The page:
Officially, Reid said, "right now they are calling it an abdominal strain . . . That's what it is right now. "
The FoxSports.com report said the Eagles have sent the results of McNabb's tests to an eminent sports-hernia expert, Dr. William Meyers. Eagles punter Dirk Johnson missed the preseason after having surgery for a sports hernia just before training camp. Medical texts describe the injury as a "disruption of the inguinal canal without a clinically detectable hernia. "
McNabb's agent, Fletcher Smith, said he and McNabb discussed the injury this past week but McNabb didn't seem to think it was all that serious. Smith said McNabb has not yet been diagnosed with a sports hernia, as far as he knows.
Reid said McNabb "was a little tight in the pelvis area. I think that was bothering him early. He battled through that thing like the warrior he is. He just came up with some huge throws in the second half. That basically tells you the whole story about Donovan McNabb right there. "
McNabb obviously was not cutting or digging hard when he had to pull the ball down and run yesterday; he finished with 8 yards on three carries. He wasn't even moving around in the pocket very well. But with the help of the Birds' offensive line, he was able to gut it out well enough as an immobile, pocket passer to win the game.
The Eagles won largely because they shut down the Raiders' running game (22 carries for 21 yards), did a great job maintaining coverage on Randy Moss, Jerry Porter and Co. even when Kerry Collins had plenty of time to throw (which was just about every down), and because the penalty-prone Raiders seemed totally flummoxed trying to track Brian Westbrook as a receiver.
Westbrook caught six passes for 140 yards and a shovel-pass touchdown. He also ran 13 times for 68 yards and a TD, underscoring, highlighting and italicizing his contention that he deserves as good a contract as the 0-3 Raiders gave free agent LaMont Jordan (5 years, $27 million) in the offseason. Jordan ran 16 times for 19 yards yesterday, looking like he had Jeremiah Trotter Velcroed to his jersey. He caught five passes for 53 yards and a touchdown. Westbrook's 208 combined yards were a career high.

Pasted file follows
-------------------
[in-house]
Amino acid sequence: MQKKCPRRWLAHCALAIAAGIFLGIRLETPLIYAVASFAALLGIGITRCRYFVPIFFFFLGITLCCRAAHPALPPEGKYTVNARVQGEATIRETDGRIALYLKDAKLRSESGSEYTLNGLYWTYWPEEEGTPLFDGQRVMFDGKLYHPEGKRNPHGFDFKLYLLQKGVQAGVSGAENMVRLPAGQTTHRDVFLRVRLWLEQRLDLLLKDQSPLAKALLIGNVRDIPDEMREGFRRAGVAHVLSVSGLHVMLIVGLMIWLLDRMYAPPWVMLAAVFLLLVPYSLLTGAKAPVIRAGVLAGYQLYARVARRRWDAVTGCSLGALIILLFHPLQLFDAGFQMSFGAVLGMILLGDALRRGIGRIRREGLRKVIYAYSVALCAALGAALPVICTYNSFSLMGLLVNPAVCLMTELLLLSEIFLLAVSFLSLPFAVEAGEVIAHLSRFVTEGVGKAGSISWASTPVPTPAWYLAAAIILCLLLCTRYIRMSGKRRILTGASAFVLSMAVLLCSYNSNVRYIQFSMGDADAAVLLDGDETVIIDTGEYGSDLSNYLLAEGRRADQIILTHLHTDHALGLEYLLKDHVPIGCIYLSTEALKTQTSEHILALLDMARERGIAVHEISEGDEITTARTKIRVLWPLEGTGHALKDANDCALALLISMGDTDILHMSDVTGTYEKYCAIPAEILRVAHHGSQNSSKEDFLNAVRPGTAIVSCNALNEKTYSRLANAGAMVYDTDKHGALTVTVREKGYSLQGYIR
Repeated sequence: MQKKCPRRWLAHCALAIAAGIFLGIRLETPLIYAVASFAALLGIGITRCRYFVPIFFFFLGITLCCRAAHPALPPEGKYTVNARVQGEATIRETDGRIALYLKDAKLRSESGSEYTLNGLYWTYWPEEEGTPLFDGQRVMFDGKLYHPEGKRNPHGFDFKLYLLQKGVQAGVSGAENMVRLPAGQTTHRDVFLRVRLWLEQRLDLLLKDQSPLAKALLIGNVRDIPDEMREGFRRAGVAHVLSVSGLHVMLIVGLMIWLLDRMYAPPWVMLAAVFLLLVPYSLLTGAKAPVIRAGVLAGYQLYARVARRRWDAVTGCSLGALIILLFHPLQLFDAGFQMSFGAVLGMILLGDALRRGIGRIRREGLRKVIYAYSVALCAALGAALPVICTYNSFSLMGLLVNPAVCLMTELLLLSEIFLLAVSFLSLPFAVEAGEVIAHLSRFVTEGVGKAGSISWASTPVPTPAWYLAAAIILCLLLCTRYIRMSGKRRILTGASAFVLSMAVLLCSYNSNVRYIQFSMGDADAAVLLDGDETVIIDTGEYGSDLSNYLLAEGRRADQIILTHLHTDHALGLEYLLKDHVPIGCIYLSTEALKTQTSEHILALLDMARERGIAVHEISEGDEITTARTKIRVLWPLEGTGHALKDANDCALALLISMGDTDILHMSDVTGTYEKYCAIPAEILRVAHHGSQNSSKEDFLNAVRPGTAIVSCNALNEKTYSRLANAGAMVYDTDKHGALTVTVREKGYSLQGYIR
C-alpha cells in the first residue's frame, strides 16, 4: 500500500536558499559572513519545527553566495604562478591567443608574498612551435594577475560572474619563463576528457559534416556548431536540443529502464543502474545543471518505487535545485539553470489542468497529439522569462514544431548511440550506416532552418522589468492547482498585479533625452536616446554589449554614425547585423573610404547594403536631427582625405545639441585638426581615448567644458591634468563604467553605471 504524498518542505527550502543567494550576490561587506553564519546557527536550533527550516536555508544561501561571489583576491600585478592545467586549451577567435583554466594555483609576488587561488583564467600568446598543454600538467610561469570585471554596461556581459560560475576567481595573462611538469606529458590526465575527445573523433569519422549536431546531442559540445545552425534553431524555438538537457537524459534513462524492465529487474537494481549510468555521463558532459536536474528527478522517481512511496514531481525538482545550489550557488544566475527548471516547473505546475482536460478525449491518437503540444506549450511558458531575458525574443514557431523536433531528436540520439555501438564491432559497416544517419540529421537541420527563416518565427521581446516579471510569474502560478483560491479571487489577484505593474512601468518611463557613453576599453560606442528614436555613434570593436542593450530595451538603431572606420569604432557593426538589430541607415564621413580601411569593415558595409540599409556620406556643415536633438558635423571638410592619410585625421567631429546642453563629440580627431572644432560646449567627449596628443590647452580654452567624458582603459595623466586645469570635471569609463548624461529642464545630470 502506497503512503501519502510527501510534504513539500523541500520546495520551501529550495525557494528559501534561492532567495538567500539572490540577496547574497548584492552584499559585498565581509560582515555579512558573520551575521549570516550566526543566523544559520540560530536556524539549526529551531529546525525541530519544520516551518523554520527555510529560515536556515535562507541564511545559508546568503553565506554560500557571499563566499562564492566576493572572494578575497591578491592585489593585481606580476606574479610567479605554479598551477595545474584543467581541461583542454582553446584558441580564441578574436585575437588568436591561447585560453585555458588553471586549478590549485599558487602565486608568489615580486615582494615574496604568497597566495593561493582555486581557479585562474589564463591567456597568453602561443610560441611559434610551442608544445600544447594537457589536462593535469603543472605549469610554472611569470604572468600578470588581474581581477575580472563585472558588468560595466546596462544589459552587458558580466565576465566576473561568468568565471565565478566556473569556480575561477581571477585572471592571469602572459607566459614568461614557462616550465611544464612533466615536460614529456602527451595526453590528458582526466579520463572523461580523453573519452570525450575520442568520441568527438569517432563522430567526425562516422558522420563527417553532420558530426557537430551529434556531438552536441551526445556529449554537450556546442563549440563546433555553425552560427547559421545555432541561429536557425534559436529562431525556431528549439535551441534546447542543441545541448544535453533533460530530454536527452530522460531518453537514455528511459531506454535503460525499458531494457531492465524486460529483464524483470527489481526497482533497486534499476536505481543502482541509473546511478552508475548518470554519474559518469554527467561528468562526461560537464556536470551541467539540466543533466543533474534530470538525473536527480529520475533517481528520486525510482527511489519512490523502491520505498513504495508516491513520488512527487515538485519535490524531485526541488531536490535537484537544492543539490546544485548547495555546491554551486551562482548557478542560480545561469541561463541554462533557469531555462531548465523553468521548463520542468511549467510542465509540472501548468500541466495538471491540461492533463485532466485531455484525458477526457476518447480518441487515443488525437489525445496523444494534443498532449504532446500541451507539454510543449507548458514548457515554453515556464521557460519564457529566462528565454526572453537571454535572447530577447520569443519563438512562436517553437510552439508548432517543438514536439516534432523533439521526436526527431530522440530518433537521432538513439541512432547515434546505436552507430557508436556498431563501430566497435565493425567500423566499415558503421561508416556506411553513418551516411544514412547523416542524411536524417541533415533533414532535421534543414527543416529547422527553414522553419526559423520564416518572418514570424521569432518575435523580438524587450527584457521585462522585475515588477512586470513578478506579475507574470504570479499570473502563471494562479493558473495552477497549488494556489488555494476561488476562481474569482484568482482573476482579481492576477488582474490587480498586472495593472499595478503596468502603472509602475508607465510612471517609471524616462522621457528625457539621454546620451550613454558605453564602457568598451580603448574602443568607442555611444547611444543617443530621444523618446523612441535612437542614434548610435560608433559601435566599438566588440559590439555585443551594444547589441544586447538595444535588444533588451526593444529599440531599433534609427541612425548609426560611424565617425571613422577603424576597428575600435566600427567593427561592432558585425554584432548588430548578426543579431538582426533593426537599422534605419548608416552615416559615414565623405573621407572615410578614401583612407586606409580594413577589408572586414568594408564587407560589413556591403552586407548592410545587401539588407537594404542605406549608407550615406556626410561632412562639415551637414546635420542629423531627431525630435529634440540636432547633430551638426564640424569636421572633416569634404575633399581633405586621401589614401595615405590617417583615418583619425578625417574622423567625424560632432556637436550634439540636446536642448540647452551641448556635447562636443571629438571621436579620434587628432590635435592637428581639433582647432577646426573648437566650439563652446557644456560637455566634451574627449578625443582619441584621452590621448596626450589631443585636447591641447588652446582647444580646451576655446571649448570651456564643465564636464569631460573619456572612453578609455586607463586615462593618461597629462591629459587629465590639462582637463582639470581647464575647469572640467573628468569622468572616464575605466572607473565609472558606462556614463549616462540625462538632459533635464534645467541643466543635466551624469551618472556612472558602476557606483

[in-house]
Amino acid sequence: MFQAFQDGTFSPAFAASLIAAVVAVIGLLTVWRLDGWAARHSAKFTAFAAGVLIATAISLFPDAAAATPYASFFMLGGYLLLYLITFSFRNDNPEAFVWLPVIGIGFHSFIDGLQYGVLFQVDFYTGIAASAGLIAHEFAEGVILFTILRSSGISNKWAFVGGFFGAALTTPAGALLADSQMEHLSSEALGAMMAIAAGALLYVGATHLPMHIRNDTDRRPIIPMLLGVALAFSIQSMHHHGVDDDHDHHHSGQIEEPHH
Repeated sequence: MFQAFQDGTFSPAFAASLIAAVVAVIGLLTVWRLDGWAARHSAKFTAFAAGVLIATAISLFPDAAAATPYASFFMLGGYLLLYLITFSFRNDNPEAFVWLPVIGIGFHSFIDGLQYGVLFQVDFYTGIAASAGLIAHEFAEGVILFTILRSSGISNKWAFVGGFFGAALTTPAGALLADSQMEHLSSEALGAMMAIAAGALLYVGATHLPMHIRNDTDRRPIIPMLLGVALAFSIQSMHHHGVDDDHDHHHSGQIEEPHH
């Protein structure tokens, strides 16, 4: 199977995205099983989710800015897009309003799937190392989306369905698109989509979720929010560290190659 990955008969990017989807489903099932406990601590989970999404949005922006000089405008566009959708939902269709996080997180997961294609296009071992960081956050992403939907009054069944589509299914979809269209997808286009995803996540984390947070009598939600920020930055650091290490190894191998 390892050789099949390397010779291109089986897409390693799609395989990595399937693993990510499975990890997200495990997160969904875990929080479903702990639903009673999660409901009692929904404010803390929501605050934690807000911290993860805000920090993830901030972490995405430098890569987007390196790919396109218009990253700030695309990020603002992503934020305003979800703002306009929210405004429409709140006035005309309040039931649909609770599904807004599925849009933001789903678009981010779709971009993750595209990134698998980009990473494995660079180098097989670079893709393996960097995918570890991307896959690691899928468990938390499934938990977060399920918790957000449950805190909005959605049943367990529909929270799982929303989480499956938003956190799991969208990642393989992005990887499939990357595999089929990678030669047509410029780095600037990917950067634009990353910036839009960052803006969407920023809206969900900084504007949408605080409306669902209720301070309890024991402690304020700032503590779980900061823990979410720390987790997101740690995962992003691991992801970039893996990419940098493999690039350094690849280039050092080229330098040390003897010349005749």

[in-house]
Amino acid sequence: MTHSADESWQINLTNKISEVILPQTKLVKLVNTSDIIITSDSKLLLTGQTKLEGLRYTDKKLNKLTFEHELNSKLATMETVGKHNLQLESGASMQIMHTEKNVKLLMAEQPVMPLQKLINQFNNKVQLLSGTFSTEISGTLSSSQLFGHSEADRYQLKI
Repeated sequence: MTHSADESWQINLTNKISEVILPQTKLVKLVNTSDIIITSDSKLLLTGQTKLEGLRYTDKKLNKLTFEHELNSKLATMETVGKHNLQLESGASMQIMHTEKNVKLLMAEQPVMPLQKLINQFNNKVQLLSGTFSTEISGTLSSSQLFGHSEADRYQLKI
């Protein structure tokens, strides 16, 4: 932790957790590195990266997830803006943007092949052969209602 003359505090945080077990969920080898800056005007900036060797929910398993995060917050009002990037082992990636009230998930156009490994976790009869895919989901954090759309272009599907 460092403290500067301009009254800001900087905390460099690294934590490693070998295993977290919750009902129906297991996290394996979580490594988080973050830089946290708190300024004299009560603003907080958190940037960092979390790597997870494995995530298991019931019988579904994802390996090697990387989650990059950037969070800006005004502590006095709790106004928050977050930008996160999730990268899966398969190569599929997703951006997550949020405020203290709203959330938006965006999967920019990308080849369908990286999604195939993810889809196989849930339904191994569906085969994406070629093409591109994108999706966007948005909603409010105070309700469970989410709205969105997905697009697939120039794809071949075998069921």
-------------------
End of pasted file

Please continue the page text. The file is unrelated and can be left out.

The Eagles' defense really shut down the Raiders after some early stumbles, partly attributable to Oakland's great field position. Cornerback Sheldon Brown, asked how the defense feels when it sees Akers and McNabb struggling with injury, said: "We want to put it on the defense's shoulders. More than anything we want to score on defense. We weren't able to do that, but we held on long enough so those guys could pick it up. They got in their rhythm and they did their thing. "
The Birds had a 20-13 lead and seemed ready to add to it when tight end L.J. Smith fumbled, the Raiders recovering at their 2. Later in the fourth quarter, Collins drove the Raiders for a touchdown, on a 27-yard pass to Doug Gabriel with just 2:17 left, tying the game. When it was 20-20, that extra point after the Birds' first touchdown that linebacker Mark Simoneau kicked into teammate Steve Spach instead of between the uprights looked pretty big – but in fairness, so did the 49- and 37-yard Sebastian Janikowski field goal misses.
Akers returned, heavily taped, in the second half and hit two extra points before his field goal.
"We thought we had to get to the 12," on the final drive, Reid said. They got to the 12, on an illegal-contact call (one of 13 Raiders penalties for 94 yards, not including the ones that were declined), the play after a Terrell Owens catch at the 17. Then T.O. caught another, at the 5, with no timeouts left. McNabb hurried up to the line and spiked the ball for Akers' final, painful kick.
"When you go out there, you know it's only going to hurt for 1 second, and then the game can be over," Akers said.
Asked where he would rank it among his all-time highlights, Akers said: "I'm honestly proudest of this kick today. I can honestly say that."